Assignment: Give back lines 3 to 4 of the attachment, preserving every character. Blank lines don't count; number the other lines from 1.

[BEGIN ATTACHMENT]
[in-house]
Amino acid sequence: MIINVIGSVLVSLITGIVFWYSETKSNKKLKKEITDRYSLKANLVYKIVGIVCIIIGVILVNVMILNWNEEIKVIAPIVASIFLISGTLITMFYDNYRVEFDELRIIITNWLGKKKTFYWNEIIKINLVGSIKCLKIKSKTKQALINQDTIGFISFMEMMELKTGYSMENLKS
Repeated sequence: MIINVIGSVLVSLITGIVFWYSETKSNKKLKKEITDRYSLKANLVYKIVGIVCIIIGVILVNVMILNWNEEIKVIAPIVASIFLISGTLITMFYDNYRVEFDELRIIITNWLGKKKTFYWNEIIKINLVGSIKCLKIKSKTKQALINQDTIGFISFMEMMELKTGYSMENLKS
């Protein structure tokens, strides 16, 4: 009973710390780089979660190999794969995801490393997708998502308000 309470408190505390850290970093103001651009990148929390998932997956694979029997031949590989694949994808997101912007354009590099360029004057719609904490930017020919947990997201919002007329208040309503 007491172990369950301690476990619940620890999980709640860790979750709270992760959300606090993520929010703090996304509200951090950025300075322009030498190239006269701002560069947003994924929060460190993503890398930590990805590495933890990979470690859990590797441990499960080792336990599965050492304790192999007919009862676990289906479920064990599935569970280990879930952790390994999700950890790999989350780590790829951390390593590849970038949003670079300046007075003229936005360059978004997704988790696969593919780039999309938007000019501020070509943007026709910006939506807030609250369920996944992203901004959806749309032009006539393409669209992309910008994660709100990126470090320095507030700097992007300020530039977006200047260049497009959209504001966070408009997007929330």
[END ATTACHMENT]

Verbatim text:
Repeated sequence: MIINVIGSVLVSLITGIVFWYSETKSNKKLKKEITDRYSLKANLVYKIVGIVCIIIGVILVNVMILNWNEEIKVIAPIVASIFLISGTLITMFYDNYRVEFDELRIIITNWLGKKKTFYWNEIIKINLVGSIKCLKIKSKTKQALINQDTIGFISFMEMMELKTGYSMENLKS
């Protein structure tokens, strides 16, 4: 009973710390780089979660190999794969995801490393997708998502308000 309470408190505390850290970093103001651009990148929390998932997956694979029997031949590989694949994808997101912007354009590099360029004057719609904490930017020919947990997201919002007329208040309503 007491172990369950301690476990619940620890999980709640860790979750709270992760959300606090993520929010703090996304509200951090950025300075322009030498190239006269701002560069947003994924929060460190993503890398930590990805590495933890990979470690859990590797441990499960080792336990599965050492304790192999007919009862676990289906479920064990599935569970280990879930952790390994999700950890790999989350780590790829951390390593590849970038949003670079300046007075003229936005360059978004997704988790696969593919780039999309938007000019501020070509943007026709910006939506807030609250369920996944992203901004959806749309032009006539393409669209992309910008994660709100990126470090320095507030700097992007300020530039977006200047260049497009959209504001966070408009997007929330």